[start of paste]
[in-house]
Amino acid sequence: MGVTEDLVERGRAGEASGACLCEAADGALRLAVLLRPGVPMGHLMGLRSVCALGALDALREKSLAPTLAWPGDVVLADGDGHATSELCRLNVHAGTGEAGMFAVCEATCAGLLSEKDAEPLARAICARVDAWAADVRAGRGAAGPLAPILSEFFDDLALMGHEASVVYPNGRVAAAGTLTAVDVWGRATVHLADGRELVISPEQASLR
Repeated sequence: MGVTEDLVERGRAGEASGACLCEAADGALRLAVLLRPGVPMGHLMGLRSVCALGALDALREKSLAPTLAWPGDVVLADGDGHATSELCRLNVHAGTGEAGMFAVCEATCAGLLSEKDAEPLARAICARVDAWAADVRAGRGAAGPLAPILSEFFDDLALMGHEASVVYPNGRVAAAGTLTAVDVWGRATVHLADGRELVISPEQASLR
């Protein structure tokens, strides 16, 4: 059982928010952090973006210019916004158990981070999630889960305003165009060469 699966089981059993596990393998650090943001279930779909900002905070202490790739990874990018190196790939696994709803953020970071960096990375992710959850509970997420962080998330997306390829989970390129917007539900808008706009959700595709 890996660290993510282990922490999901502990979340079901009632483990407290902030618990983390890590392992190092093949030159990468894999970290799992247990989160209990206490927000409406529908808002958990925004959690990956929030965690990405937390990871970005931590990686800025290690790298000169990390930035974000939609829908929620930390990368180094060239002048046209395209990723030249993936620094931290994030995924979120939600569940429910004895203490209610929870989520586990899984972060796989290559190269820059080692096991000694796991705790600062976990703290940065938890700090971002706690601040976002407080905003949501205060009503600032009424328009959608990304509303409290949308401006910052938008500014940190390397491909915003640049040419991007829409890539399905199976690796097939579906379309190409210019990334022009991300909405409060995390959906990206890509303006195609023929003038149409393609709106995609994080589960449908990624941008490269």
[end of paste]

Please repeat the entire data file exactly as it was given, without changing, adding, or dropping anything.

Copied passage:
[in-house]
Amino acid sequence: MGVTEDLVERGRAGEASGACLCEAADGALRLAVLLRPGVPMGHLMGLRSVCALGALDALREKSLAPTLAWPGDVVLADGDGHATSELCRLNVHAGTGEAGMFAVCEATCAGLLSEKDAEPLARAICARVDAWAADVRAGRGAAGPLAPILSEFFDDLALMGHEASVVYPNGRVAAAGTLTAVDVWGRATVHLADGRELVISPEQASLR
Repeated sequence: MGVTEDLVERGRAGEASGACLCEAADGALRLAVLLRPGVPMGHLMGLRSVCALGALDALREKSLAPTLAWPGDVVLADGDGHATSELCRLNVHAGTGEAGMFAVCEATCAGLLSEKDAEPLARAICARVDAWAADVRAGRGAAGPLAPILSEFFDDLALMGHEASVVYPNGRVAAAGTLTAVDVWGRATVHLADGRELVISPEQASLR
């Protein structure tokens, strides 16, 4: 059982928010952090973006210019916004158990981070999630889960305003165009060469 699966089981059993596990393998650090943001279930779909900002905070202490790739990874990018190196790939696994709803953020970071960096990375992710959850509970997420962080998330997306390829989970390129917007539900808008706009959700595709 890996660290993510282990922490999901502990979340079901009632483990407290902030618990983390890590392992190092093949030159990468894999970290799992247990989160209990206490927000409406529908808002958990925004959690990956929030965690990405937390990871970005931590990686800025290690790298000169990390930035974000939609829908929620930390990368180094060239002048046209395209990723030249993936620094931290994030995924979120939600569940429910004895203490209610929870989520586990899984972060796989290559190269820059080692096991000694796991705790600062976990703290940065938890700090971002706690601040976002407080905003949501205060009503600032009424328009959608990304509303409290949308401006910052938008500014940190390397491909915003640049040419991007829409890539399905199976690796097939579906379309190409210019990334022009991300909405409060995390959906990206890509303006195609023929003038149409393609709106995609994080589960449908990624941008490269």